Following overwhelming written and oral testimony to the committee expressing concerns about the CCE from the profession at large, the NACIQI added the following statement: “In addition to the numerous issues identified in the staff report, NACIQI asks the agency to demonstrate compliance with Section 602.13 dealing with the wide acceptance of its standards, policies, procedures, and decisions; and to address how its standards advance quality in chiropractic education.” (more…)

Majority of Alabama Chiropractors Favor Limited Prescription Rights

By |February 18, 2011|Expanded Practice, News|

Source Chiropractic Economics

The Alabama State Chiropractic Association (ASCA) conducted a survey of member practitioners in 2010 regarding the scope of practice in Alabama. Overall, results indicated that a majority of surveyed chiropractors are in favor of the inclusion of injectable vitamins and nutrients and prescriptive rights in the scope of practice…

Within the group of 255 respondents, 63 percent percent agreed or strongly agreed that chiropractic is a drugless alternative to allopathic medical care, and the same proportion of respondents felt that chiropractic is the detection and correction of subluxations. Seventy-six percent agreed that subluxation is an important cause of disease and correction can restore health.

However, 41 percent responded that the chiropractic profession should abandon the term subluxation and focus on a broader scope of practice in general. A majority were also in favor of chiropractors utilizing injectable vitamins and nutrients (58 percent), as well as prescriptions of certain drugs (60 percent). (more…)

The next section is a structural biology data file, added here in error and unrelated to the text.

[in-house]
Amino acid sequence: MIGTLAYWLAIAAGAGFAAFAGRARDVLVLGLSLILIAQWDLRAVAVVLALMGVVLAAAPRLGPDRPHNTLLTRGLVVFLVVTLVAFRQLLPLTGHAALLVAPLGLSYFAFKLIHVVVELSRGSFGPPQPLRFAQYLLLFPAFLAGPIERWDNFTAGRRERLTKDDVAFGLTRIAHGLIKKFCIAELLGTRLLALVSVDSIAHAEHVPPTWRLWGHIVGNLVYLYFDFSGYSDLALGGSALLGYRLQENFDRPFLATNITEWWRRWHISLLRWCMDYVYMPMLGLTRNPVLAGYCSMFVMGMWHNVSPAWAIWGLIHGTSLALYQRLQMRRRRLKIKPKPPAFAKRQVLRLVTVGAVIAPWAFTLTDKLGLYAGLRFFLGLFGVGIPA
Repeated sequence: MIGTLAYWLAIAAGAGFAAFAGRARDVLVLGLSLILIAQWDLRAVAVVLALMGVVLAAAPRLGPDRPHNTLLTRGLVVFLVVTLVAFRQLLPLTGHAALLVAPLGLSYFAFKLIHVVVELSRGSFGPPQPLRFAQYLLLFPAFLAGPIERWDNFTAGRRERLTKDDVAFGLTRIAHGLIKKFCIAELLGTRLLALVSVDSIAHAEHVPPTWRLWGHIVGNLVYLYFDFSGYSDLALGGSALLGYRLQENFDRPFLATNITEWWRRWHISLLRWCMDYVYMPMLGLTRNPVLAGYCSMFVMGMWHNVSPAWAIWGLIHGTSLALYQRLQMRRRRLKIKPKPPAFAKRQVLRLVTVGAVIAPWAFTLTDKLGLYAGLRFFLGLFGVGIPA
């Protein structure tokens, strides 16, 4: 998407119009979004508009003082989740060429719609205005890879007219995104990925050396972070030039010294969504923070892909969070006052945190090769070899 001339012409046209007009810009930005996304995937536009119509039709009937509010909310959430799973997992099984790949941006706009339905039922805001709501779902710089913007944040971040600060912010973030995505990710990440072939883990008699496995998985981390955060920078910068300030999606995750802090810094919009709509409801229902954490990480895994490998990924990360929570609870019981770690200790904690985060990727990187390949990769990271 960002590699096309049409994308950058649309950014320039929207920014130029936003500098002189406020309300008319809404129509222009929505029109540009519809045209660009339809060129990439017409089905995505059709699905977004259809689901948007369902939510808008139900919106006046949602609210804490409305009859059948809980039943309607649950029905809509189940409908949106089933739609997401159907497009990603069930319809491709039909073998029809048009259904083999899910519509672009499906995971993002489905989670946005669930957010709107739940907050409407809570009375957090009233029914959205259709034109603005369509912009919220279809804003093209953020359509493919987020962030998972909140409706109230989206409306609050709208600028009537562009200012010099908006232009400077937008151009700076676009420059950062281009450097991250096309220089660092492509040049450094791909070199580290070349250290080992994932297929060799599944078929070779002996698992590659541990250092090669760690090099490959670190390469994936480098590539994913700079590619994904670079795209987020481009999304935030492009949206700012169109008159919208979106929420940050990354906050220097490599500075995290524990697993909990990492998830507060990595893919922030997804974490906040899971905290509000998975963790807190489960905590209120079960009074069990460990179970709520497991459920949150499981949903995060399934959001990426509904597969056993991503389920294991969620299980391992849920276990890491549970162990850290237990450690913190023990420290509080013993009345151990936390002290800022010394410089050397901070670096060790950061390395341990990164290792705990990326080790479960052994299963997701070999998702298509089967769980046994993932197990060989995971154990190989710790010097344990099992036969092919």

UK General Chiropractic Council Publishes Guidance Sheet on the Subluxation

By |May 24, 2010|News|

Source The General Chiropractic Council

The General Chiropractic Council is the body charged with regulating and developing chiropractic in the United Kingdom. This guidance document is partly in response to the British Chiropractic Association’s litigation with science writer Simon Singh.

The document…

GUIDANCE ON CLAIMS MADE FOR THE CHIROPRACTIC VERTEBRAL SUBLUXATION COMPLEX

The chiropractic vertebral subluxation complex is an historical concept but it remains a theoretical model. It is not supported by any clinical research evidence that would allow claims to be made that it is the cause of disease or health concerns.

Chiropractors are reminded that

  • they must make sure their own beliefs and values do not prejudice the patients’ care (GCC Code of Practice section A3)
  • they must provide evidence based care, which is clinical practice that incorporates the best available evidence from research, the preferences of the patient and the expertise of practitioners, including the individual chiropractor her/himself (GCC Standard of Proficiency section A2.3 and the glossary)
  • any advertised claims for chiropractic care must be based only on best research of the highest standard (GCC Guidance on Advertising issued March 2010)

May 2010